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Unlucky Day In Carolina

Posted Dec 19, 2010

Cards' offense can't find footing in 19-12 loss to Panthers

Tight end Stephen Spach runs after the catch during Sunday's 19-12 loss to the Panthers.


CHARLOTTE, N.C. – The Cardinals are not going to be in the “race” for the No. 1 overall draft pick and a chance to pick up quarterback Andrew Luck.

After their visit to Carolina Sunday, it’s possible they could cost the Panthers a Lucky opportunity as well.

Coming in with just one win on the season, the Panthers handled the Cards at Bank of America Stadium, dealing Arizona a 19-12 loss that left the Cards – again -- shaking their heads.

“Losses are always tough,” safety Kerry Rhodes said. “But we are putting ourselves in position for them.”

The Panthers (2-12) didn’t do anything spectacular. They ran for 177 yards – Jonathan Stewart racked up 137 of them himself – as they played ball control. The Cards’ defense didn’t break, giving up just one touchdown, but it couldn’t create the turnovers it had in the first start for rookie John Skelton.

This time, the turnovers were needed badly, because offensively, the Cardinals (4-10) stalled far too often. The running game produced just 43 yards, Skelton missed too many plays, and again, the Cards had a few drops that proved killer.

Jump-starting the offense was important enough that coach Ken Whisenhunt called for an onside kick to start the second half, and the Cards trailing, 13-3. It was a good call, except for the try by kicker Jay Feely slowed to a stop about two yards short of the necessary 10, the microcosm of the Cards’ afternoon.

“There were just too many mistakes,” Whisenhunt said. “I think our guys were fighting.”

After awhile, it felt like they were fighting themselves.

“If we make the plays we’re supposed to make, we’d be fine,” receiver Steve Breaston said. “It’s all about consistency. We don’t have that right now.”

Skelton finished 17-of-33 for 196 yards. But he fumbled the ball away on one sack and airmailed an interception when he tried to force a pass to tight end Stephen Spach, turnovers he had avoided in his first start.

Whisenhunt and Skelton both said the QB had some trouble with his reads – either missing open receivers, or throwing at the wrong time. That hurt especially since the Cardinals may have done their best job of the season making sure they were in manageable third-down situations, leading to another 4-for-15 conversion rate.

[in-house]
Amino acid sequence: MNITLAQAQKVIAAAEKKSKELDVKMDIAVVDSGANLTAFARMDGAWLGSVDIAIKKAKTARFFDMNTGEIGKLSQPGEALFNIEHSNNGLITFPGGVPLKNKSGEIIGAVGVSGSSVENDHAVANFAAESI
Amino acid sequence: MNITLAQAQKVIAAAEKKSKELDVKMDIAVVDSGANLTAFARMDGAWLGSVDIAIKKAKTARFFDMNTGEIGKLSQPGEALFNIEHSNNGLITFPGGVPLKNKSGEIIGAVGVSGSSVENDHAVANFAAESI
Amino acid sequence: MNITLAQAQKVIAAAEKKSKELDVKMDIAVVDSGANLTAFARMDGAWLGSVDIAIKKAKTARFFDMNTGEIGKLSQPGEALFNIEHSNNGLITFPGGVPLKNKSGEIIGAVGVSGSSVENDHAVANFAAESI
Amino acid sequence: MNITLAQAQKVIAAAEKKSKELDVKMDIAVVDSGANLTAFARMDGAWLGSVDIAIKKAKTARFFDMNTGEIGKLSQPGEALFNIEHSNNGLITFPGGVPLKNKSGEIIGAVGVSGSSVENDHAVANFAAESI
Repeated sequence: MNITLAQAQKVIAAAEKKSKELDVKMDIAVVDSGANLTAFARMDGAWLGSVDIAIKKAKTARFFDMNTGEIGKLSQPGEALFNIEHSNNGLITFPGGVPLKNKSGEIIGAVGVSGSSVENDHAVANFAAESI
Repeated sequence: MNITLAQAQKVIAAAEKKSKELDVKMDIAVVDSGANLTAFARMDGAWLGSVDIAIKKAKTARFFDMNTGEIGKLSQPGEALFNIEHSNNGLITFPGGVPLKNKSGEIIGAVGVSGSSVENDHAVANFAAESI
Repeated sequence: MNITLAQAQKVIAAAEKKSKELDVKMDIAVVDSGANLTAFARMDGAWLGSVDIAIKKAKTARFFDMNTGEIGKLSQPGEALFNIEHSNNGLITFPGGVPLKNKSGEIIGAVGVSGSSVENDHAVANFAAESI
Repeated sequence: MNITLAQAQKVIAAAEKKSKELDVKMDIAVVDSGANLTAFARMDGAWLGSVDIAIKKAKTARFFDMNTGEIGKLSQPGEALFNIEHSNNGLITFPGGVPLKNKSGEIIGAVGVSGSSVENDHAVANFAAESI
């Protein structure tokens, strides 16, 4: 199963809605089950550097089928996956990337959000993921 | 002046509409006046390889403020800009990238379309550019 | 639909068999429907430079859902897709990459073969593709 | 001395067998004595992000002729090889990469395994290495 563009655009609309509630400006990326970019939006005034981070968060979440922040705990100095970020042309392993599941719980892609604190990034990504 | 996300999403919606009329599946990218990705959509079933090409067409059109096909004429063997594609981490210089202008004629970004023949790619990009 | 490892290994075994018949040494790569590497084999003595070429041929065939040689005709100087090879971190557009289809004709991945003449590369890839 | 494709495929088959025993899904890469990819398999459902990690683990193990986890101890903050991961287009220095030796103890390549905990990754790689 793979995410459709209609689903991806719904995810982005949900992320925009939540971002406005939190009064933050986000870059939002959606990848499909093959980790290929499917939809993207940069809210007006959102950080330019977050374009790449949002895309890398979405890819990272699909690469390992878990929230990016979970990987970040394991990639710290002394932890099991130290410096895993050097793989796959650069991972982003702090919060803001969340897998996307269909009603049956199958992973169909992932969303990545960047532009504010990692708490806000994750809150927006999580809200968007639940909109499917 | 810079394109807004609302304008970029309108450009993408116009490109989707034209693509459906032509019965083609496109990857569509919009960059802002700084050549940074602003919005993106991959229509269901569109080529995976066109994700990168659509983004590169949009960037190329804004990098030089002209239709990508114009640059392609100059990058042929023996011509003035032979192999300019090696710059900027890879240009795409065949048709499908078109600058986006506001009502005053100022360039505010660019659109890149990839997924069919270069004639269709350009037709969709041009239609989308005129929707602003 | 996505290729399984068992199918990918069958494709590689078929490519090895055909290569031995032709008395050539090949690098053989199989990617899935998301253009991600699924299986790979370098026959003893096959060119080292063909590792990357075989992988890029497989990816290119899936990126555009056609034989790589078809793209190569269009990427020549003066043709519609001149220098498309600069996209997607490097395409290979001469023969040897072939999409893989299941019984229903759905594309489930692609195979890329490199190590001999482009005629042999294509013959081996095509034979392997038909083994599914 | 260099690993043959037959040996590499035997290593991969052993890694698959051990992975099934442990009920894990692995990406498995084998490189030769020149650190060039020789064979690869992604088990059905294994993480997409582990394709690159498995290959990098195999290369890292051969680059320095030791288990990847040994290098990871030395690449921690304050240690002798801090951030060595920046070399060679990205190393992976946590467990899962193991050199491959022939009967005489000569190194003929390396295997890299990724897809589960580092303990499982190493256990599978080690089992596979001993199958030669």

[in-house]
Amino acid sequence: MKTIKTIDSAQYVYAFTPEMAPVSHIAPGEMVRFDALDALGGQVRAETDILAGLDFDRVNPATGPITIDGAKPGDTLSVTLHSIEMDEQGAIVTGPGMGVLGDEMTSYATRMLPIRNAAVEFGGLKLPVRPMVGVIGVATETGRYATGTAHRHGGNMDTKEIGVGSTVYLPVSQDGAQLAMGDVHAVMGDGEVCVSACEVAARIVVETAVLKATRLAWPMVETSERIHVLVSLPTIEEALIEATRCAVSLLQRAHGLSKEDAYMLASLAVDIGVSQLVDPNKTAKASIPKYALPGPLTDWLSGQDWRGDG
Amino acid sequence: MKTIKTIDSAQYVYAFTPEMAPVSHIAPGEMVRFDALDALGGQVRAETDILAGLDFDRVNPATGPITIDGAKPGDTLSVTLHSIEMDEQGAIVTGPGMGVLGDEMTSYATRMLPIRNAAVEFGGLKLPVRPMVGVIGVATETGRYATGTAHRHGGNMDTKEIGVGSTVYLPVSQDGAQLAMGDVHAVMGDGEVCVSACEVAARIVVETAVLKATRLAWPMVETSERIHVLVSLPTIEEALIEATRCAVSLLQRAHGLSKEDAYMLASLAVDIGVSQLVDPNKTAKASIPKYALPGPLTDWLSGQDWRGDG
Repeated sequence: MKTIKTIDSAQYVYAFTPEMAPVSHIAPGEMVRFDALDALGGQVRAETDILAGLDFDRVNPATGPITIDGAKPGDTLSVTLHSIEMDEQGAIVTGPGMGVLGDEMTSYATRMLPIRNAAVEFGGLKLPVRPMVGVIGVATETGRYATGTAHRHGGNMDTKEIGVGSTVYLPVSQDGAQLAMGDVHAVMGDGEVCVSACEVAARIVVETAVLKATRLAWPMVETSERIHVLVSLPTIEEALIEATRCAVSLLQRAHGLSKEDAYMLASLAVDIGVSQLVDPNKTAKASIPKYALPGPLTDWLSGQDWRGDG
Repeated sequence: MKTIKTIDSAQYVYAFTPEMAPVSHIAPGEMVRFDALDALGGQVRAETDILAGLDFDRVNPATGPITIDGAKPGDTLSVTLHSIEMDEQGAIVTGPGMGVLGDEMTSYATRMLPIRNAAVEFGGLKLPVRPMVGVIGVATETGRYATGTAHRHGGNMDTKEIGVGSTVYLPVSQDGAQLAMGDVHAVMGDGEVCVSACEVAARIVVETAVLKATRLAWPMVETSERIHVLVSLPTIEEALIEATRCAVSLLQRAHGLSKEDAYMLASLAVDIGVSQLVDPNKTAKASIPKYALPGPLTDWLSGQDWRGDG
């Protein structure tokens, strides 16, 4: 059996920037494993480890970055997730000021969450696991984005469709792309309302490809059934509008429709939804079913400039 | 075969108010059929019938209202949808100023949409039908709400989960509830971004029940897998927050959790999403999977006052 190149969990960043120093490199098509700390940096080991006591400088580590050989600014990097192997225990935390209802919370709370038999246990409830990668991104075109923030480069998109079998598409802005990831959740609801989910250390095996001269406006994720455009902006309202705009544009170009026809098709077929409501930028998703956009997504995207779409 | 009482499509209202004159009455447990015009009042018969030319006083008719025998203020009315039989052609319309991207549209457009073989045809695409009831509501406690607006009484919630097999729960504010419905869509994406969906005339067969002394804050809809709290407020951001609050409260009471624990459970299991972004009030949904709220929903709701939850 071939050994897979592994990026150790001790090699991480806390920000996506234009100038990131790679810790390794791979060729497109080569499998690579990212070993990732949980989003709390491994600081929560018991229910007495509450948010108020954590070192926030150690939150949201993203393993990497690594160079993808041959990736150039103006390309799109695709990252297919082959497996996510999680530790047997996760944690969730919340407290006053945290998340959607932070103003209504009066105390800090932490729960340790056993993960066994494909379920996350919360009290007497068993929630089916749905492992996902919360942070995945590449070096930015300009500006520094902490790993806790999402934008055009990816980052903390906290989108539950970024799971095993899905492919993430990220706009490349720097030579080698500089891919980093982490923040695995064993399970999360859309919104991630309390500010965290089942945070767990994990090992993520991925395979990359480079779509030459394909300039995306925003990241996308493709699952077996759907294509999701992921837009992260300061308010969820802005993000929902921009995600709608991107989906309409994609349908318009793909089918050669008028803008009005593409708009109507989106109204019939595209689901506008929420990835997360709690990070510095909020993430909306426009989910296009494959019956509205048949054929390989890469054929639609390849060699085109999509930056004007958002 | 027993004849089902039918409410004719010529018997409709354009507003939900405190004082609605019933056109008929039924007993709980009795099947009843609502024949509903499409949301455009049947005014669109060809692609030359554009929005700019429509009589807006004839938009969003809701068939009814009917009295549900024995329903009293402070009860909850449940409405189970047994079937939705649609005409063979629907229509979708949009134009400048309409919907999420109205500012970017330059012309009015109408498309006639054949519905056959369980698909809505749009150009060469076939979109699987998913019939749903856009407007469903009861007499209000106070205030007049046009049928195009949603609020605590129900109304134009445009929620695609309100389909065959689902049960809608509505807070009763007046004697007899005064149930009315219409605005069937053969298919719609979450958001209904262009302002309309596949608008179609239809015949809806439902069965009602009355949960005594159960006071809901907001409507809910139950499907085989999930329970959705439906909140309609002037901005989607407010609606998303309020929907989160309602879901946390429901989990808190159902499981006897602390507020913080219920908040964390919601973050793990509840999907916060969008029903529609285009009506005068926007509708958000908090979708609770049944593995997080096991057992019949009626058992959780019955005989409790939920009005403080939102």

“We left a lot of plays on the field like we have in weeks past,” Skelton said. “(My reads) are coming along but I’m still a long way from where I want to be.”

Skelton did manage to connect with Larry Fitzgerald for nine receptions (in 10 targets) for 125 yards, although Fitzgerald called the statistics “skewed” because the Cards were throwing after falling behind.

The Cards’ lone touchdown even came in a backwards way, when Tim Hightower fumbled the ball forward running with a screen pass. Luckily, Breaston was there to fall on the ball in the end zone, extending the Cards’ franchise record for return touchdowns this season to 10.

The Panthers’ running game also cost the Cards a passing TD against – safety Adrian Wilson bit on a play fake with Stewart rumbling most downs, allowing tight end Jeff King to escape wide open on the other side of the field for a 16-yard score.

The Cardinals did have a small chance late, after Feely booted a field goal with a minute left in the game to pull within seven. But the Panthers jumped on his second onside attempt as well, not that it would have mattered, since the Cards were offside.

Now the Cardinals have a short week before hosting Dallas on Christmas night in the home finale. Draft order it the only thing left to decide. The Cards are dealing with that reality.

“We’re frustrated,” linebacker Daryl Washington said. “Obviously we’re not going to the playoffs and it’s just frustrating. But we’re trying to stick together.”
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